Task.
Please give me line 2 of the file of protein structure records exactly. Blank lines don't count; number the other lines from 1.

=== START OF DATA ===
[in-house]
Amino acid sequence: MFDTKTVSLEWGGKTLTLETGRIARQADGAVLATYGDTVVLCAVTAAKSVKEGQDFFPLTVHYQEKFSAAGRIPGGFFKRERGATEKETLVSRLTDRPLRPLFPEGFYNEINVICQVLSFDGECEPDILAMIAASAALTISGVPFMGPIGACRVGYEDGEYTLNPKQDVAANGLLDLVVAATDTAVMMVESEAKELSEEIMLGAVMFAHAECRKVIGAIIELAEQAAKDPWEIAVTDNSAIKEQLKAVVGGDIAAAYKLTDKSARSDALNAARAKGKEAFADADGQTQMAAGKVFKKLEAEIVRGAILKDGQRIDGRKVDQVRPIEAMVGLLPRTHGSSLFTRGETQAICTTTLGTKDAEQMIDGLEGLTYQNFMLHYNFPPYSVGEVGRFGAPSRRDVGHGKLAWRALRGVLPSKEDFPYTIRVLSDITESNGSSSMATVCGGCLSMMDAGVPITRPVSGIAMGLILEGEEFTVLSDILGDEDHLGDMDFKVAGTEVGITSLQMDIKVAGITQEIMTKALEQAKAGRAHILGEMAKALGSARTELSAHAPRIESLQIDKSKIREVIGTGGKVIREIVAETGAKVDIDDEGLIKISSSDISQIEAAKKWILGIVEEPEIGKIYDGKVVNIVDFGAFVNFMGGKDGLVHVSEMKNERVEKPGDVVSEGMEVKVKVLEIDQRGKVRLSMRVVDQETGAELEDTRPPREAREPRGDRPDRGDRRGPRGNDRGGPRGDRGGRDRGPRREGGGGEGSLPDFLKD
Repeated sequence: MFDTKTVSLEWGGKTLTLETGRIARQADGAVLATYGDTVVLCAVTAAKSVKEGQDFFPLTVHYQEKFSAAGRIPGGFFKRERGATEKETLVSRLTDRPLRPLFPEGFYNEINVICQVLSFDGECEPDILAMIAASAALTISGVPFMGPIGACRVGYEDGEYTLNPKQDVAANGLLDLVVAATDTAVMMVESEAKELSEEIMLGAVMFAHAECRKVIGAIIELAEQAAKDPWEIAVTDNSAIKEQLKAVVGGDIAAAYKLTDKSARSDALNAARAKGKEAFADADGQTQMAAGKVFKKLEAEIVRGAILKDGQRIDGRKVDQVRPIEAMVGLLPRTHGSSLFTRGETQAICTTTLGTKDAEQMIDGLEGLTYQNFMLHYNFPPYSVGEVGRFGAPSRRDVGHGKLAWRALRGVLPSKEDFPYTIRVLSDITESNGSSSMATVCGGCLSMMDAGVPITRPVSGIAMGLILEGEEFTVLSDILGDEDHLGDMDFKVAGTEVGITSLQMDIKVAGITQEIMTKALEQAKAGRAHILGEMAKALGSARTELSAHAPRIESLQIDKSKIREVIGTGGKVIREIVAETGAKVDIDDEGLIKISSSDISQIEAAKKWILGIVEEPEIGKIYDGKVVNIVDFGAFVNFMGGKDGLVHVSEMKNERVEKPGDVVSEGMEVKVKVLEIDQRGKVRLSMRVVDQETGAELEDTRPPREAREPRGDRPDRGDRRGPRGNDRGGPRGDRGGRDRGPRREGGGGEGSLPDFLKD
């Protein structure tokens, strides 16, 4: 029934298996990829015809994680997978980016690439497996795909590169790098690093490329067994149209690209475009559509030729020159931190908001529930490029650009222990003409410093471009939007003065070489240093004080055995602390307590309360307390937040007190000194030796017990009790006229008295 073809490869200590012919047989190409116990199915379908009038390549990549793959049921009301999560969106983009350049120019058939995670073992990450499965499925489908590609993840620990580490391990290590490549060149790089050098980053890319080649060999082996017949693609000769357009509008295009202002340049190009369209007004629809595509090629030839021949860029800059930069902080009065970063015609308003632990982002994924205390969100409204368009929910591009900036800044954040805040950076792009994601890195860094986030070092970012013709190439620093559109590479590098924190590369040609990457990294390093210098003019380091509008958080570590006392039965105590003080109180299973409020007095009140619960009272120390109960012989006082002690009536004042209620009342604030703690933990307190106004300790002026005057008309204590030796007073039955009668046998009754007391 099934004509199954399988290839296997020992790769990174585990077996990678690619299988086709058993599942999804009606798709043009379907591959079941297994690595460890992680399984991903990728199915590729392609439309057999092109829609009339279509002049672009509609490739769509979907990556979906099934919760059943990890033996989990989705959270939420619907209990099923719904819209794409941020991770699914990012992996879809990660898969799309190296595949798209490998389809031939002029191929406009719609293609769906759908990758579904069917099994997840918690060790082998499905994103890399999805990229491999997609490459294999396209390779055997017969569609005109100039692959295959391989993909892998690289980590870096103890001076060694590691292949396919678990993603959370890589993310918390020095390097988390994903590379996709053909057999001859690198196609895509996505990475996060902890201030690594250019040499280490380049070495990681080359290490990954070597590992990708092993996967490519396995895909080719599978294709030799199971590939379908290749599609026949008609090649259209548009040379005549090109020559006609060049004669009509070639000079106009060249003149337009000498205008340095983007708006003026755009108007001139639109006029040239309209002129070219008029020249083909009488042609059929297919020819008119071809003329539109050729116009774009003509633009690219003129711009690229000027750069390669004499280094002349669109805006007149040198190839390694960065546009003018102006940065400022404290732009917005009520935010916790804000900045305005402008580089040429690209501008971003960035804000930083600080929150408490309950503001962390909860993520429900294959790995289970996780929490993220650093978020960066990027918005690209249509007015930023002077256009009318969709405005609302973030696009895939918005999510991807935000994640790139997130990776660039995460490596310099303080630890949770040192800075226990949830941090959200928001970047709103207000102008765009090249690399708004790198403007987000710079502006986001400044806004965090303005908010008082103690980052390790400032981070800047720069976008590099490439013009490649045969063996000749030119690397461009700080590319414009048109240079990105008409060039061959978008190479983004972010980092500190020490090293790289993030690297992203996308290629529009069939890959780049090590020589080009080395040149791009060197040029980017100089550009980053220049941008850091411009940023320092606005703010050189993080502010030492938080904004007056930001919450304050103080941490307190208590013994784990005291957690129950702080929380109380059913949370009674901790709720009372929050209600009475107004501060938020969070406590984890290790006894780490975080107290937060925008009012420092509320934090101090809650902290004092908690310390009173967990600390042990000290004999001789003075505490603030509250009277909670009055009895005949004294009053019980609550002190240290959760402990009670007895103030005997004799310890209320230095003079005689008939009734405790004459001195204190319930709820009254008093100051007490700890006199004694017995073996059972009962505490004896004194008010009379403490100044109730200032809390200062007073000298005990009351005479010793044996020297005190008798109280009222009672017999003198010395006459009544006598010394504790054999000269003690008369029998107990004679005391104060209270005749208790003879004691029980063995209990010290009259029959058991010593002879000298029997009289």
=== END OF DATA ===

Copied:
Amino acid sequence: MFDTKTVSLEWGGKTLTLETGRIARQADGAVLATYGDTVVLCAVTAAKSVKEGQDFFPLTVHYQEKFSAAGRIPGGFFKRERGATEKETLVSRLTDRPLRPLFPEGFYNEINVICQVLSFDGECEPDILAMIAASAALTISGVPFMGPIGACRVGYEDGEYTLNPKQDVAANGLLDLVVAATDTAVMMVESEAKELSEEIMLGAVMFAHAECRKVIGAIIELAEQAAKDPWEIAVTDNSAIKEQLKAVVGGDIAAAYKLTDKSARSDALNAARAKGKEAFADADGQTQMAAGKVFKKLEAEIVRGAILKDGQRIDGRKVDQVRPIEAMVGLLPRTHGSSLFTRGETQAICTTTLGTKDAEQMIDGLEGLTYQNFMLHYNFPPYSVGEVGRFGAPSRRDVGHGKLAWRALRGVLPSKEDFPYTIRVLSDITESNGSSSMATVCGGCLSMMDAGVPITRPVSGIAMGLILEGEEFTVLSDILGDEDHLGDMDFKVAGTEVGITSLQMDIKVAGITQEIMTKALEQAKAGRAHILGEMAKALGSARTELSAHAPRIESLQIDKSKIREVIGTGGKVIREIVAETGAKVDIDDEGLIKISSSDISQIEAAKKWILGIVEEPEIGKIYDGKVVNIVDFGAFVNFMGGKDGLVHVSEMKNERVEKPGDVVSEGMEVKVKVLEIDQRGKVRLSMRVVDQETGAELEDTRPPREAREPRGDRPDRGDRRGPRGNDRGGPRGDRGGRDRGPRREGGGGEGSLPDFLKD